Mobile Is Set to Increase the Big Data Landscape

A distributed data repository can bring much needed scalability

big-data

At Mobile World Congress 2017 there is a lot of buzz around the massive amounts and types of data that mobile devices will be adding to the deluge of big data traffic that is already traveling over today’s enterprise networks. The recently published “Cisco Visual Networking Index: Global Mobile Data Traffic Forecast Update, 2016–2021” predicts that there will be 11.6 billion mobile-connected devices by 2021, including machine-to-machine (M2M) modules and IoT devices —exceeding the world’s projected population of 7.8 billion. Global mobile data traffic from those devices will increase sevenfold between 2016 and 2021, reaching 49.0 exabytes per month by 2021, and annual traffic will exceed half a zettabyte.

Here lies the dilemma for many enterprises: Access to multiple types of mobile data from numerous sources and locations, in either an event-based or time-scheduled manner, places a large burden on enterprise data infrastructure and services. Without fast, scalable and secure distributed data access at the edge and tools to segment access logically and geographically, the pendulum will swing over to distributed data sprawl. In addition, the physics of latency, along with ever-increasing bandwidth costs, mean that backhauling all this data to a centralized corporate data center is not sustainable.

This is where deploying an Interconnection Oriented Architecture™ (IOA™) strategy to develop a distributed data repository can help you create a more high-performance, secure and scalable data infrastructure for the increasing amount of mobile data traffic coming your way.

Deploy a distributed data repository at the edge

The first step to deploying an IOA-based data strategy is to localize your data requirements in a digital edge node. This allows you to balance protection with accessibility, and govern data movement and placement. Each node can be tailored for the local or shared data services at that geographic location, placing you in control of your data and performance.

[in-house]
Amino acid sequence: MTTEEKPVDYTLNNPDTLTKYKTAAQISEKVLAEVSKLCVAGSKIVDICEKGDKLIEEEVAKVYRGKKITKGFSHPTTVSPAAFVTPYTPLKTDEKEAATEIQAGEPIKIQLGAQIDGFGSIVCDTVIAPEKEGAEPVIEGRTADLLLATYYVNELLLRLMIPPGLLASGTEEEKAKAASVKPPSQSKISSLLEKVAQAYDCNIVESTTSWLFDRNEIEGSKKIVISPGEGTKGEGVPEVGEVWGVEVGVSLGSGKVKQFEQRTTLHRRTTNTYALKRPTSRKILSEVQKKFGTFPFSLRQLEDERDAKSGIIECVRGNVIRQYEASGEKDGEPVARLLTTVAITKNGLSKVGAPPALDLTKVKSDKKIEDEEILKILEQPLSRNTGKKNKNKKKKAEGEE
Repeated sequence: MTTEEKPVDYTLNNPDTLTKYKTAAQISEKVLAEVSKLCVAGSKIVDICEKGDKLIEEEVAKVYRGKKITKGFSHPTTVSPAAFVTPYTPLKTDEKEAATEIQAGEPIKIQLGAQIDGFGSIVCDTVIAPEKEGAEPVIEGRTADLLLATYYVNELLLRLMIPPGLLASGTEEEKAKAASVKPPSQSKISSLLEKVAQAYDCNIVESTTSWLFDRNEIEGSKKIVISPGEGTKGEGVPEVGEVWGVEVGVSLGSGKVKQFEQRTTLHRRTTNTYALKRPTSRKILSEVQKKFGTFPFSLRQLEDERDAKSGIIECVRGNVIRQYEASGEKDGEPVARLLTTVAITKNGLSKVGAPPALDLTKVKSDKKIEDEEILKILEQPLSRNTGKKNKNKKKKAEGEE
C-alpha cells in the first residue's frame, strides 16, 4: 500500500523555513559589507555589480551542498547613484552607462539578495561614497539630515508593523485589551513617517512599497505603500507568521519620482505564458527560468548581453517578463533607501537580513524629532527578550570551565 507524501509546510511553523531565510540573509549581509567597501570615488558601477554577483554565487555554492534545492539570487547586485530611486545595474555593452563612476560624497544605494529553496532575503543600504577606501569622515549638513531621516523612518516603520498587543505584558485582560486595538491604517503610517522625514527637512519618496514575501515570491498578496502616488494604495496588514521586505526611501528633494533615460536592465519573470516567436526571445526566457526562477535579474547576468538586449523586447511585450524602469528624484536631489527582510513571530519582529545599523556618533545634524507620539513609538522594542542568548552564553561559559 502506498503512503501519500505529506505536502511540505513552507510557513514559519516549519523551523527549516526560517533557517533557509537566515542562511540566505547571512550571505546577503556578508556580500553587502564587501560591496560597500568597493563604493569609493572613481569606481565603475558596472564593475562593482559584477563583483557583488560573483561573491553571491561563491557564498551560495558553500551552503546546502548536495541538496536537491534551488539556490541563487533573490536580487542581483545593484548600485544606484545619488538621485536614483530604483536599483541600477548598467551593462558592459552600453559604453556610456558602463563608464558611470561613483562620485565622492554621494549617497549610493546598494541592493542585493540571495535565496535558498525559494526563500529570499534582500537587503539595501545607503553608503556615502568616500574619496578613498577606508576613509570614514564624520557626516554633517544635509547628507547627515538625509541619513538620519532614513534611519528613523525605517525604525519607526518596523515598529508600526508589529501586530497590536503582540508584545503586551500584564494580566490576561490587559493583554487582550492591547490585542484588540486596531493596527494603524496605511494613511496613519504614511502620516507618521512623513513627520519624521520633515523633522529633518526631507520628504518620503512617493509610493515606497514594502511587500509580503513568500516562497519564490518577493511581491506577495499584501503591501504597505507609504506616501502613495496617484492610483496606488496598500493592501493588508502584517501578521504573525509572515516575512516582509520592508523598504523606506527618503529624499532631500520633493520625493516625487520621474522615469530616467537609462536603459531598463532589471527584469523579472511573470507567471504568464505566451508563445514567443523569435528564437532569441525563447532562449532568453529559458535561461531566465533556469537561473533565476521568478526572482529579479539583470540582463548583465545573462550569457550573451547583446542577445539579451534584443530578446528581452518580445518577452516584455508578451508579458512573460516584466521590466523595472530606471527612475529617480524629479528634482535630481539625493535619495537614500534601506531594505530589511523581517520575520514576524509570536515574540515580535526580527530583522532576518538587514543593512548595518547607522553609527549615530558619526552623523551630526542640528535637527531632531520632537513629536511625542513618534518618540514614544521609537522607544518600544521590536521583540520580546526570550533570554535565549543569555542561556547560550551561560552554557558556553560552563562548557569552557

From there, you can configure a geographically distributed data repository that is designed for scale and consistency and leverages both private and public cloud capacity as a single distributed pool. This data pool can become your default tier of data service available everywhere, with both file system and API interfaces.

Deploying a single namespace data service that is available in all digital edge node locations optimizes for high availability and data protection. It can be immutable, to protect against human error and data corruption, and provide policy-based controls to address logical and geographical data segmentation.
Equinix Distributed Data Repository Reference Model

mobile

A distributed data repository is designed for scale and consistency, allowing enterprises to leverage both private and public cloud capacity as a single distributed data pool.  

Solving the scalability dilemma with an interconnection-first strategy

Leveraging a distributed data repository will allow your enterprise to benefit from the same proven technology cloud providers use to support massive scale, multi-tenant data services (i.e., private cloud storage, object storage). Until now, this technology has not been widely used by enterprises, since it requires multiple geographical locations and an optimized WAN to be truly effective.

But now all that can be solved if you deploy an IOA strategy and geographically place data nodes in each edge node. Direct and private connectivity will give you high-speed, low-latency connectivity between data, mobile and other network carriers, and cloud services.

To get started, strategically place data that is latency-sensitive in proximity to the services (applications, analytics, cloud) that require access to it, as well as on a faster local cache repository. Establish this cache/copy at the edge to make it securely accessible to multiple clouds and business partners, or services running locally an edge node.

From there, you can use built-in algorithms to interpret policies and store the actual data in a way that protects it from device, location or even regional failures without losing data or access. This offers far more protection than a “copy” of the data and uses much less storage. Data services are also optimized for integration, supporting multiple interfaces (e.g., web, APIs, file systems). By placing data at the edge, you also satisfy data sovereignty or sensitivity requirements that require data containment in the node or region/location.

You can also place data analytics services, either standalone with large data sets or real-time event-processing, at the edge. In addition, streaming data from mobile devices can be aggregated at the edge at an interconnection point from multiple sources and be made available to multiple destinations — many sources and many subscribers.

Your distributed data service with centralized management will also be designed to handle zettabyte-scale data sizes and its accessibility will significantly reduce the volume of data moved, copied and stored, which decreases your WAN bandwidth and storage costs. And, these strategies can be applied to all types of data, not just mobile.

Access the IOA Knowledge Base to learn more about re-architecting your data collection, processing and access at the digital edge.

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